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22 Jul 2007
American Society of Dowsers Convention July 29 - Aug 6


My Uncle Bill was a very likable person whom I recall as having a bemused smile on his face as though life were a mostly silly affair playing out in front of us. He and my aunt owned a women's clothing store in Worcester MA but in the evenings he sat in his favorite chair drinking a few Carling Black Label beers and listening to his police scanner (rare equipment several decades ago and I'm not sure it was technically legal at the time). We would read and talk but when the radio crackled and a voice came over it, he would cock his head and listen while carrying on whatever he was doing. I would ask him what was going on and he would explain.

Bill (I call him Bill now that I'm the age he was when I knew him) introduced me to the American Society of Dowsers . He belonged to it and told me it certainly did work and that our ancestors believed so too. Like anything, it was a skill that some people were born with and other people had to learn. You got better at it by practicing. I joined. I received an occasional newsletter but, like many teenagers, or at least the lot I hung out with, my interests changed from year to year finally focusing most of the time on such modern wonders as internal combustion powered mobile machinery, and girls.

A few years ago, those memories of Bill came back when I discovered (or re-learned) that the American Society of Dowsers is headquartered in Vermont. Danville to be specific. It's near Cabot, Peacham, and St. Johnsbury in the northeast part of the state, and just an hour's drive from where I live.

Dowsing is the ancient (and I mean ancient - thousands of years) art of finding water by walking over a piece of ground holding a dowsing stick which moves when you cross underground water. It's usually water that is sought but it can be other items too if you are really good at it. In rural parts of the world, like VT, it is how people used to find a place to dig a well. Dowsers are still in use today for such purposes.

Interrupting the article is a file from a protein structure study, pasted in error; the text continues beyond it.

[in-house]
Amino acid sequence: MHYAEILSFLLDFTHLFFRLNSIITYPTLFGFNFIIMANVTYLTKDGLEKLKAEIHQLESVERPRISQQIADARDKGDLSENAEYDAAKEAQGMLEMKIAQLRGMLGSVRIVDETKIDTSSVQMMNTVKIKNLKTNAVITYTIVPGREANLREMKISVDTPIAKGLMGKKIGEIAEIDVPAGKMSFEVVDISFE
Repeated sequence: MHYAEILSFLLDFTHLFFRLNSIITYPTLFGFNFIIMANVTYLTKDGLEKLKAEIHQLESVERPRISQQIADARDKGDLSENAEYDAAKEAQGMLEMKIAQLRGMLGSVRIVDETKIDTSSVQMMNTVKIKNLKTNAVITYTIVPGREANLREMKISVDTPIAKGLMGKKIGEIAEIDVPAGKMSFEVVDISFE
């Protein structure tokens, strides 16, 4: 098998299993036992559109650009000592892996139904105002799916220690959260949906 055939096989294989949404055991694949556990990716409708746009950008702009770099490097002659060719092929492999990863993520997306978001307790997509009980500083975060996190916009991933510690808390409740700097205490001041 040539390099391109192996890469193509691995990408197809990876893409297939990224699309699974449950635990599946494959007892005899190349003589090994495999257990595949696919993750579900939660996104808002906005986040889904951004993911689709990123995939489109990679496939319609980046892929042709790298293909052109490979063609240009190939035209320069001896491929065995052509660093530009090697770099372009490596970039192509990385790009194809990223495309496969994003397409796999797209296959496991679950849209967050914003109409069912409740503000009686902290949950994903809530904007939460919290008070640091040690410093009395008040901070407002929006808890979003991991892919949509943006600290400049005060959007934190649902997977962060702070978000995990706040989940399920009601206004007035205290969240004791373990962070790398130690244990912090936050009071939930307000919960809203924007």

Like any self respecting group of five or more people living in two or more places, they have an annual convention . This year will be their 47th. It is being held at Sugarbush Resort in Warren, just 20 minutes down the road from us. I should go. It would make Bill smile. In fact, he would get a kick out of it if a bunch of us went so why don't you plan to show up also.

There will be workshops, schools, speakers, vendors, the usual rigmarole you see anywhere but I think this one will be more entertaining and educational than most I can think of.

Have fun, learn some new things, and keep an eye out for people with pleasantly quiet demeanors, slight grins, and a twinkle in their eye - they may be relatives of mine.

(c) 2007 Jeff Connor Grunberg Haus
 
Events , Unusual
posted by  grunhaus at  21:49 | permalink



16 Jul 2007
Sailing Regatta Looking for Crew Members


Here's something different to do on your trip to Vermont: volunteer to be a crew person on a sailboat at the annual Regatta for Lake Champlain. The regatta is a fun event, not a serious race, that raises money to benefit several organizations working to help the lake. Beginners are welcome.

There is a July 20 Friday adult party from 7:00 pm to midnight (tickets at the door or online) at the ECHO Aquarium in Burlington. The party would be a fun way to wrap up a visit to the Vermont Brewers Festival (see my entry below).

The Regatta is the next day, Saturday July 21.

(c) 2007 Jeff Connor Grunberg Haus
 
Events , Unusual
posted by  grunhaus at  21:40 | permalink



8 Jul 2007
Solar Fest Alternative Energy Expo
SolarFest 2007 will be held Saturday and Sunday, July 14 and 15 at the Forget-Me-Not Farm in Tinmouth Vermont (Google map says it's in nearby Middletown Springs VT). Tinmouth is a few minutes north of Rutland in the south central part of the state.